Love your period.

Last summer, I went to the doctor about my period.  I was going on day 10 of heavy bleeding that had started only 2 weeks into my cycle and I had had enough. Dr. Google told me that this is pretty normal for perimenopause but that it was a good idea to get things checked out.

The actual medical doctor confirmed my suspicions and, as a woman in her 40's, she commiserated with me about all of the changes our bodies were experiencing: weight gain, unusual sleep patterns, mysterious aches, and pains, chin hairs, & unpredictable cycles.

She gave me a couple of options that day - I could pursue an endometrial ablation which is the removal of the uterine lining which means I wouldn't have any more periods, but I would still cycle.  She also prescribed medicine that would slow the flow down because my hormones weren't kicking in to tell my body that it was time to stop bleeding. 

The next day my period stopped and I started paying very close attention to my cycle.  

Since then, I've only had a 10-day mid-cycle flow once and because I was prepared for it - I didn't have thoughts of waking up in a pool of my own blood needing to be rushed to the emergency room.  I kept tracking and took the flow as a sign from my body that I needed to slow down. I know I hadn't rested enough for a few cycles and this 10-day stretch was a reminder to slow down and rest and to allow my body to release freely.

I've heard these kinds of stories from many women my age and many of them solve the problem with an ablation - which made complete sense to me - but also didn't feel quite right as my own solution.  We all have different relationships with our bodies and how we access medical care, and my belief has always been that it's not life or death, I could trust what my body was doing. 

But, more important than how I normally make health decisions, I had also grown to love my period.  It's been a part of my weekly planning for over 2 years now, and I'd grown to trust the wisdom of my body when I create my agenda for the week.   I also realized that my body was so wise, that when I ignored this system she let me know that it was time to rest and take things easy! I'm not ready to give that up.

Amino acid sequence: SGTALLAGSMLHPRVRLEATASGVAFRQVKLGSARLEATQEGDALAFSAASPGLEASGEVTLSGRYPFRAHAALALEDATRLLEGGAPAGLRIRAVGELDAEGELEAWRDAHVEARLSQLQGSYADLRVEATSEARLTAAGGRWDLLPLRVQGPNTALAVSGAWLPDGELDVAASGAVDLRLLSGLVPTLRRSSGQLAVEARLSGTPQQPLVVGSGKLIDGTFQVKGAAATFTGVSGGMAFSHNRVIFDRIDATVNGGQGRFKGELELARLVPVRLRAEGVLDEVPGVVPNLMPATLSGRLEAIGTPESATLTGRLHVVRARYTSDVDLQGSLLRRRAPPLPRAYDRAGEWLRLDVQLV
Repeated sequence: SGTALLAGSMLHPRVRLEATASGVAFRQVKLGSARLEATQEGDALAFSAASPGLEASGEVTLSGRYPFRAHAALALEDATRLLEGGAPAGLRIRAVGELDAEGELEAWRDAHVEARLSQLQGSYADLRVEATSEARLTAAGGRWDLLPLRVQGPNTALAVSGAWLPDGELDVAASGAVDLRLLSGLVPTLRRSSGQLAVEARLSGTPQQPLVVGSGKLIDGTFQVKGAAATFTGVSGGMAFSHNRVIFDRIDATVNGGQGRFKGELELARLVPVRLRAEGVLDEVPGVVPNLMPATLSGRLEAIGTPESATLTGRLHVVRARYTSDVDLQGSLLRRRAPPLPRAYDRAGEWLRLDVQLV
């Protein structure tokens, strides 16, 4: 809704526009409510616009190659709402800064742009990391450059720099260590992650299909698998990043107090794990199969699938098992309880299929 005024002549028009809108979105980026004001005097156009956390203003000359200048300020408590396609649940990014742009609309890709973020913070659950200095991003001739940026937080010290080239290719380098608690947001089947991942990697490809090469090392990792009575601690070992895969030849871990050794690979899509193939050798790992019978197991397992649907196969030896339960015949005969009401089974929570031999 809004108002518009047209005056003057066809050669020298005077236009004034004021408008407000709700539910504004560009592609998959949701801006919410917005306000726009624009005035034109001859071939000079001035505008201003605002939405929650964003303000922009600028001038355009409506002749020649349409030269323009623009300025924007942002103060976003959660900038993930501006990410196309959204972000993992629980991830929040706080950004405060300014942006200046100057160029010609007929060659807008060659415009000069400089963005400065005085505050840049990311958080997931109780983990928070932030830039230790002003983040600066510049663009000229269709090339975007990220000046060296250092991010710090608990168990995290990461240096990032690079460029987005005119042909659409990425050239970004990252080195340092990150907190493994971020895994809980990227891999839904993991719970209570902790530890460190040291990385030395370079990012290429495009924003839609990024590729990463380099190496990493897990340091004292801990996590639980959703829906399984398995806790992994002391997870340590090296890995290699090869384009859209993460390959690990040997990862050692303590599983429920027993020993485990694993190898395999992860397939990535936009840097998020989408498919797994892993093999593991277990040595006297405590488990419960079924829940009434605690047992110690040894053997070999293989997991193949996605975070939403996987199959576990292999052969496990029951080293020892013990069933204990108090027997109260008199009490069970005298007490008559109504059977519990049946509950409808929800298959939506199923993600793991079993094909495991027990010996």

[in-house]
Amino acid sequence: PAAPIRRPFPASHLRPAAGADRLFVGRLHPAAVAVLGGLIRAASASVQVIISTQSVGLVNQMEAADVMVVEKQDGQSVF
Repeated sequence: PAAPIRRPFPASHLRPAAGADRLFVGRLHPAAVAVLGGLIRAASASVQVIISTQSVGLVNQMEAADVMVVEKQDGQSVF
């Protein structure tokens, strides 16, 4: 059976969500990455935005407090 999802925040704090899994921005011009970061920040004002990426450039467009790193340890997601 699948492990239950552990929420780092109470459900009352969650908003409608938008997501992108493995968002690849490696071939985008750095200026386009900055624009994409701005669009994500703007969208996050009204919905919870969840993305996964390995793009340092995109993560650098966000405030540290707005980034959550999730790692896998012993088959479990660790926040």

A few weeks ago, I shared a post about sexual self-self care and my first suggestion for taking exquisite care of your sexuality was to love your period, to which you may have thought, "umm... no".  

And, if that's how you feel, I get it!  We've all been socialized to think of our periods as a monthly nuisance and not something to be celebrated.  For many women (and some men), periods are not welcome and given our illiteracy around how to care for our cycles,  I can understand this. If you experience pain with your period, it's hard to love that and I know that for many women around the world, slowing down during menstruation is not an option. 

So - given all of this - how do we learn to love our periods? Much like loving our bodies in general, it begins with radical self-acceptance.  This is a part of who you are and, as such,  is worthy of love. 

Here are a few suggestions to help you move toward loving your period if that's feeling challenging for you: 

  • If you suffer with cramps or irregularity, seek out support and research ways you can relieve your symptoms, Clue and Flo Living are both great resources 
  • begin to reframe your thoughts about bleeding, what are you believing about your period that isn't true (ie that it's inconvenient, that it's gross, that you should be ashamed or hide it)
  • learn about cycle synching and take advantage of your monthly rhythm, Kate Northrup is a wonderful resource as is Claire Baker 
  • give yourself time and space to rest while you bleed 
  • explore new methods of period protection 
  • chart and track your cycle to understand your own rhythm 

Self-love is a conscious choice we make every day to lean into exploring what we've been told about our bodies and our worth so that we can reclaim what's actually true and learn that each and every part of who we are is deserving of love & even celebration. 

Finally, I want to acknowledge something about periods that I think is an important,  and often ignored.  part of this conversation.

As women who bleed we need to recognize that not all women have uteruses and that bleeding, while associated with being gendered female, is not an indication of womanhood. 

Also, there are men and non-binary folks who bleed and for whom having a period every month can be a painful reminder of their gender dysphoria and highlights the ways in which they have to prove over and over again they are who they know themselves to be while trying to live in a culture that prioritizes cis gender discourse.  Please read this to learn more about how some men who bleed feel about their periods. 

As we celebrate International Women's Day today - Let's also celebrate the diversity of experience for women while also recognizing our own individual journey towards self-love, wholeness, and worthiness.  Let today be a celebration of YOU, and if it feels right - YOUR PERIOD! 




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